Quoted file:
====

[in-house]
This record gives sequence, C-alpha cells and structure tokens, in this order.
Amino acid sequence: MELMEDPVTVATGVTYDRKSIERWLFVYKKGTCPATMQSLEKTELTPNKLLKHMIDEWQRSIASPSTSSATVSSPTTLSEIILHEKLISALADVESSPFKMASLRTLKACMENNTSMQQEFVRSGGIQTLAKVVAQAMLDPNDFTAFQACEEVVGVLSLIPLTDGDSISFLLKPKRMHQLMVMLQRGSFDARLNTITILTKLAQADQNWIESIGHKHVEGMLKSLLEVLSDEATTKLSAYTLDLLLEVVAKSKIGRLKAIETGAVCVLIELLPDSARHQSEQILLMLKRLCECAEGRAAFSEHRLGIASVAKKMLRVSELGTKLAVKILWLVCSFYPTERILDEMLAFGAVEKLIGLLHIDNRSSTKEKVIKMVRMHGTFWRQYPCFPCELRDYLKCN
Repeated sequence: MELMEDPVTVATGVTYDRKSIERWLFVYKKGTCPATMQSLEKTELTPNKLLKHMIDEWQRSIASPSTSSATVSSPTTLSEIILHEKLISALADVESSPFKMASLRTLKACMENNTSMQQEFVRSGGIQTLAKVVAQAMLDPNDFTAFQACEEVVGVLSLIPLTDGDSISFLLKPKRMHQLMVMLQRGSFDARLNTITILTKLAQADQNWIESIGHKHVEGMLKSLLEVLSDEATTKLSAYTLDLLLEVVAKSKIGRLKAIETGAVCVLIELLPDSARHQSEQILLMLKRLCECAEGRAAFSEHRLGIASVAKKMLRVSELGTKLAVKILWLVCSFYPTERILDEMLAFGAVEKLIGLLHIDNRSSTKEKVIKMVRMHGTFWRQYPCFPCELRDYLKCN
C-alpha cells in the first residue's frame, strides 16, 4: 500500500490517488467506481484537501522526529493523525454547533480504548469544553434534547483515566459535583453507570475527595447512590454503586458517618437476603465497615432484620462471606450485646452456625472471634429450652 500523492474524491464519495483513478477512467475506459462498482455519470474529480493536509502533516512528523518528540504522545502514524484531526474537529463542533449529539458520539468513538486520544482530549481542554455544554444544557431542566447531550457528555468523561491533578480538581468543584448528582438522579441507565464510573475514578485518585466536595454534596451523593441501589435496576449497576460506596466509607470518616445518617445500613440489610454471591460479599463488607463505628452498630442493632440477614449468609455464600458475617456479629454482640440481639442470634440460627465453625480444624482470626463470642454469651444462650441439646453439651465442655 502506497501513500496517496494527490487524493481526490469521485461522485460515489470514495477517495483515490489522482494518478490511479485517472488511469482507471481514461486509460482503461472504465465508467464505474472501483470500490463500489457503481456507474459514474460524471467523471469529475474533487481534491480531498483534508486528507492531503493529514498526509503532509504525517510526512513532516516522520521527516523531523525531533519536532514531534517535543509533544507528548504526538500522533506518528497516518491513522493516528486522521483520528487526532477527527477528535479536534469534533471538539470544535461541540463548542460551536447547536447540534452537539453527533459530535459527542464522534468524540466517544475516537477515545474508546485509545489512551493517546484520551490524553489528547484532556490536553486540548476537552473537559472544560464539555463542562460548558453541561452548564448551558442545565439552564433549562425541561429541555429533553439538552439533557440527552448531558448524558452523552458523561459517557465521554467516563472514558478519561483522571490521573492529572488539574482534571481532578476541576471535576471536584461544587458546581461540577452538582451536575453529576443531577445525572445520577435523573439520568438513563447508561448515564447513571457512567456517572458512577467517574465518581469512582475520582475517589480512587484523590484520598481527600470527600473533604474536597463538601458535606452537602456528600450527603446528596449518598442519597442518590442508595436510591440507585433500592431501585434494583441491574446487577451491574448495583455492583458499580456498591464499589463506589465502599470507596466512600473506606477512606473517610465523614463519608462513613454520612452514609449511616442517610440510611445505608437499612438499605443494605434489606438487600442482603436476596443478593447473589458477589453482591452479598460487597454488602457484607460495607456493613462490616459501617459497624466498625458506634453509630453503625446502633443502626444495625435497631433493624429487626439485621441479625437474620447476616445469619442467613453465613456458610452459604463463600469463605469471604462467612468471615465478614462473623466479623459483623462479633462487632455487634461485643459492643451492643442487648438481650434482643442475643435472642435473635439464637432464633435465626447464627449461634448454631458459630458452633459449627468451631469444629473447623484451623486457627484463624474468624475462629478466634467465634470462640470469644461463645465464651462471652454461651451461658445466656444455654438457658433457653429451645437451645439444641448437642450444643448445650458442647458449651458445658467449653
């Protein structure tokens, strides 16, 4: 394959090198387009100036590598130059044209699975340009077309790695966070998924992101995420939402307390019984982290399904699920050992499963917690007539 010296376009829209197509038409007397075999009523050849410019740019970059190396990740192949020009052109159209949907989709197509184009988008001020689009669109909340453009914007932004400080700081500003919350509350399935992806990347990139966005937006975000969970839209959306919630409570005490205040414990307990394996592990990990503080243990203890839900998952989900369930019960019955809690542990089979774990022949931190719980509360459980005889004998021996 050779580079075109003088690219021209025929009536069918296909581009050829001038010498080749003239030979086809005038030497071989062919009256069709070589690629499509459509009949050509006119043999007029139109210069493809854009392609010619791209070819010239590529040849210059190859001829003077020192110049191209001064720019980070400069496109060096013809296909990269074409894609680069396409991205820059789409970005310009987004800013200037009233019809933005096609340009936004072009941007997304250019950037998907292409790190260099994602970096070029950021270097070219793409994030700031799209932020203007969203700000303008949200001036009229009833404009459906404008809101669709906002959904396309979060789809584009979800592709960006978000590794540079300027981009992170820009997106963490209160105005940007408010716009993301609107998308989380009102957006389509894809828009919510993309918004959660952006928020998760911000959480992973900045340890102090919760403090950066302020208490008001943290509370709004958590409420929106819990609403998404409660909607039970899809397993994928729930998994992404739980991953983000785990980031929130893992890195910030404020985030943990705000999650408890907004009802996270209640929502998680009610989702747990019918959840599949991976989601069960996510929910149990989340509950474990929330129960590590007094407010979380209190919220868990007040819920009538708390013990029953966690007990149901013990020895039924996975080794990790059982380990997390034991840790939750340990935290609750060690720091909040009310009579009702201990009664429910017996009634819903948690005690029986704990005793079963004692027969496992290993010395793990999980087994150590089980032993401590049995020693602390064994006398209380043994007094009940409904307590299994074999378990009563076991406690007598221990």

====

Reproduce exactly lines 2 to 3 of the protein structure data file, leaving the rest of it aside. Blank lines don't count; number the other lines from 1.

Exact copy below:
This record gives sequence, C-alpha cells and structure tokens, in this order.
Amino acid sequence: MELMEDPVTVATGVTYDRKSIERWLFVYKKGTCPATMQSLEKTELTPNKLLKHMIDEWQRSIASPSTSSATVSSPTTLSEIILHEKLISALADVESSPFKMASLRTLKACMENNTSMQQEFVRSGGIQTLAKVVAQAMLDPNDFTAFQACEEVVGVLSLIPLTDGDSISFLLKPKRMHQLMVMLQRGSFDARLNTITILTKLAQADQNWIESIGHKHVEGMLKSLLEVLSDEATTKLSAYTLDLLLEVVAKSKIGRLKAIETGAVCVLIELLPDSARHQSEQILLMLKRLCECAEGRAAFSEHRLGIASVAKKMLRVSELGTKLAVKILWLVCSFYPTERILDEMLAFGAVEKLIGLLHIDNRSSTKEKVIKMVRMHGTFWRQYPCFPCELRDYLKCN